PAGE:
From my book (p.364):
The vast body of reports on local Daoist traditions, largely devoid of context, may appear as an autonomous zone fated to remain adrift from wider fields of enquiry.
It’s a basic and crucial point that Daoist ritual is not merely ancient text on the page, but gains its life through performance—notably through sound. So while I take care to avoid the limiting term “Daoist music”, it should become de rigueur to incorporate an ethnomusicological approach to Daoist ritual. This doesn’t merely mean handing over recordings to ethnomusicologists for them to produce arcane transcriptions, but, rather, normalising (as part of the basic mindsets of scholars of Daoist ritual) the kinds of ways that ethnomusicologists think.
For Daoist ritual, our database of the diverse regional melodies—both monastic and household—around Beijing, Shandong, Shanxi, Jiangsu, Sichuan, Fujian, and so on—is still slight, even for modern times. In the absence of recordings, or even notations, early historical clues are lacking. When and how they took shape is an elusive question. Still more ambitiously, one would hope to incorporate Buddhist and sectarian repertoires, the latter including the singing of “precious scrolls” (baojuan)—regrettably, another area hitherto limited to textual studies (see my In search of the folk Daoists, Appendix 3).
WAM being a broad church (so to speak), expanding the theme still more unmanageably, I note the slim tome—both admirable and daunting—
- Jeffery, Peter, Re-envisioning past musical cultures: ethnomusicology in the study of Gregorian chant (University of Chicago Press, 1992).
One may beware inter-cultural comparisons (Jeffery pp.52–9), but conservative, monophonic, regional traditions like Gregorian chant, where clues to “composition” are elusive, may offer clues to how we might approach Daoist ritual singing.
Though (as in Daoist scholarship) Jeffery’s focus is on the medieval era, he adduces living traditions too (Europe, Byzantine, Armenian, Georgian, Syriac, Coptic, Ethiopian; he mentions Judaic, Islamic, Hindu, Samavedic, Zoroastrian, and Tibetan Buddhist (but strangely not Han-Chinese Buddhist or Daoist) traditions. For an example from Eritrea, click here.
In the case of Daoist ritual, I’m seeking not to re-envision a past culture but to find useful avenues to explore changing performance practice. Since scholars (not just for China) are inclined to privilege enduring practices, posited as ancient, this tends to relegate religious practice as a social activity.
Like Gregorian chant—the term “chant”, of course, is imprecise!— the texts of Daoist and Buddhist ritual are mainly performed (and experienced) through monophonic singing. But for the melodies of Gregorian chant we also have early notations, which are both welcome and confusing. But Jeffreys (p.59) wisely stresses orality—and “oral music cannot be studied in isolation, without reference to the lives of its performers.”
As he warns (p.2),
any attempt to liken some feature of Asian or African music to Gregorian chant is likely to draw a merely superficial parallel, because the social, cultural, and anthropological contexts of the chant are so poorly understood.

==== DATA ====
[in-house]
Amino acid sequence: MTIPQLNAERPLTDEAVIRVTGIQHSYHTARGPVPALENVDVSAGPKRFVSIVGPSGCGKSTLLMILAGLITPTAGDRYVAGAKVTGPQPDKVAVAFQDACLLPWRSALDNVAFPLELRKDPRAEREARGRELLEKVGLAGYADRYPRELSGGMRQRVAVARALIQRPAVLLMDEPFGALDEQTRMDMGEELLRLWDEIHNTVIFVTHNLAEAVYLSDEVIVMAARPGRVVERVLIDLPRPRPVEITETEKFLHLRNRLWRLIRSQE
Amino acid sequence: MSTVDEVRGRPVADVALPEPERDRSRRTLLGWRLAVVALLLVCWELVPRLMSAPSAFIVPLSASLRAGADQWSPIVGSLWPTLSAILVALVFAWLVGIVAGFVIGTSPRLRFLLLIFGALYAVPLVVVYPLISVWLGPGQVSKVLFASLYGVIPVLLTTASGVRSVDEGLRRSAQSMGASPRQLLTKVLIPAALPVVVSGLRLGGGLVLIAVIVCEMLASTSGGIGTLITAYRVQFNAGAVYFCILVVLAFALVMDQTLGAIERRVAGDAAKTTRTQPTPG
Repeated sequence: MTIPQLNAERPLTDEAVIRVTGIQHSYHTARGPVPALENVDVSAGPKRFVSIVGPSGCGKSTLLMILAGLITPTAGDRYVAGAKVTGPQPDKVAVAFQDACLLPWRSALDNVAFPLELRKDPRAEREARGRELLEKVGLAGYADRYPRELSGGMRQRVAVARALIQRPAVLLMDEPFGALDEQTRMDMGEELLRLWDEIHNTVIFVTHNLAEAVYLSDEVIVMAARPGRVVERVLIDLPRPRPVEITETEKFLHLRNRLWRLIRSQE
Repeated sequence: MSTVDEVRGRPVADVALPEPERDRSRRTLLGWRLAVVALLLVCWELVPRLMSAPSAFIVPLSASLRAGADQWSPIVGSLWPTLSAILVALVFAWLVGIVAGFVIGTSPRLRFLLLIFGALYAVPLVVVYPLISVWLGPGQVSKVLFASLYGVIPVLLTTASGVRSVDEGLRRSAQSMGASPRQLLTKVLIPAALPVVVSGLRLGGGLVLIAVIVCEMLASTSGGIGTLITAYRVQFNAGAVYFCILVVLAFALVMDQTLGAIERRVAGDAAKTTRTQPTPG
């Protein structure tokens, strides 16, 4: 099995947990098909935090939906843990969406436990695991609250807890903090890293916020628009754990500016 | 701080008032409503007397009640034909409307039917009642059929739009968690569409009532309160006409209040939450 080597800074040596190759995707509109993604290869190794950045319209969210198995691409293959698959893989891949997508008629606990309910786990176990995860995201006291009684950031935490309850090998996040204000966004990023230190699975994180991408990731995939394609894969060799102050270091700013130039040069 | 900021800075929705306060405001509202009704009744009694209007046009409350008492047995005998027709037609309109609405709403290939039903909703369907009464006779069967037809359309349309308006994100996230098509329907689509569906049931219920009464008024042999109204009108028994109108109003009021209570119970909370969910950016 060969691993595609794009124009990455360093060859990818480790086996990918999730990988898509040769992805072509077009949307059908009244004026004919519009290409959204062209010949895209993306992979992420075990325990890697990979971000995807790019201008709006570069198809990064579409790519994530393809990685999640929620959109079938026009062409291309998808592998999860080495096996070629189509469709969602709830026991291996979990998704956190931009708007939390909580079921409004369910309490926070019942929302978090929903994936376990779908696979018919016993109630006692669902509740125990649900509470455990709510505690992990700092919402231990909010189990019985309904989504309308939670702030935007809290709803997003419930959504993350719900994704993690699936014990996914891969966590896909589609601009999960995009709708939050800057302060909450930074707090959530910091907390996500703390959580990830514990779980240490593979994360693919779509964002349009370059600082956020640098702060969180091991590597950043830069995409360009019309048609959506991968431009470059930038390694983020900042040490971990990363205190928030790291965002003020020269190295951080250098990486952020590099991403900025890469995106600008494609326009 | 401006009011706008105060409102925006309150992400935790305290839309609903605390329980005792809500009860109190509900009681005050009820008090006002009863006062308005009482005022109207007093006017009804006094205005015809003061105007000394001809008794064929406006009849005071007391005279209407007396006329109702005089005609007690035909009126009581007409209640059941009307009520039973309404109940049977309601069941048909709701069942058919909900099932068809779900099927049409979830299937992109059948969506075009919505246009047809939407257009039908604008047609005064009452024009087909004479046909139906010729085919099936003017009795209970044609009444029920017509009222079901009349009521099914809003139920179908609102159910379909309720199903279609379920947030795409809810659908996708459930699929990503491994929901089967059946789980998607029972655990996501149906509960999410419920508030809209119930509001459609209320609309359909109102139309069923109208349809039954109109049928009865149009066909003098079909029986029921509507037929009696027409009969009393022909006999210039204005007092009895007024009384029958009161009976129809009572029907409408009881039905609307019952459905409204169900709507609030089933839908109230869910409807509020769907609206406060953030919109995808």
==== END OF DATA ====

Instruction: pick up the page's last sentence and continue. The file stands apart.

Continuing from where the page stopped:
It is of course understandable that the critical study of medieval chant has been left to historical musicologists, because highly specialized skills are needed to investigate the ancient manuscripts and notations, the complex history of ancient Latin and Greek theoretical concepts, and the intricacies of the liturgy and its theoretical rationale. But because ethnomusicologists have shied away from chant research, many very basic questions that they routinely raise about every musical tradition have gone virtually unasked. As a result, entire areas of chant study that ethnomusicologists would find especially interesting and useful are very poorly researched.
As with Daoism, we find a similar emphasis on the medieval era. Attempts at standardization had limited effect. Few regional traditions developed music notation, and processes of oral tradition, still little understood, should be a major theme.
The luminaries in the field are Treitler and Hucke (references to whose erudite writings may evoke Flann O’Brien’s annotations to the de Selby commentaries in The third policeman). Treitler was influenced by the Parry–Lord theory, inspired by the “formulas” of modern epic poetry in the Serbo-Croatian language. This, though, is solo singing—whereas Gregorian chant, and Daoist singing, is largely choral (cf. Jeffery pp.20–21). While group coordination makes the renditions of individual hymns less flexible, such analysis may indeed be valuable in studying the overall vocabulary of a given repertoire.
For “regional chant dialects”, see Jeffery pp.74–6. For some analytical techniques (Formulas; Melody types, melodic models, tune families; Interpolated syllables; Melodic embellishment; Organum), see pp.87–118. Much of this may deter the scholar of Daoism, but the need to incorporate the sound of ritual remains.
Though I’m suggesting broader perspectives on how to handle detail, not necessarily on theory, Catherine Bell (Ritual perspectives and dimensions, pp.191–7) explored the tensions in ritual between thought and action. I have already cited Frits Staal’s emphasis on orthopraxy. Richard Widdess’s fine work on ritual in Nepal, such as
- “Caryā and Cacā: Change and Continuity in Newar Buddhist Ritual Song”, Asian Music 35.2 (Spring–Summer 2004), pp. 7-41
has both ethnographic and historical dimensions.
But like studies of Daoist ritual, work on south Asia tends to be dominated by early history.
Given the Western predilection for Eastern mysticism, scholars of Daoism are not alone in their tendency to seek the esoteric aspect of ritual. Conversely, they have also focused on its procedures for “cosmic bureaucracy”. Neither is prominent in Yanggao.
See also Is music a universal language?.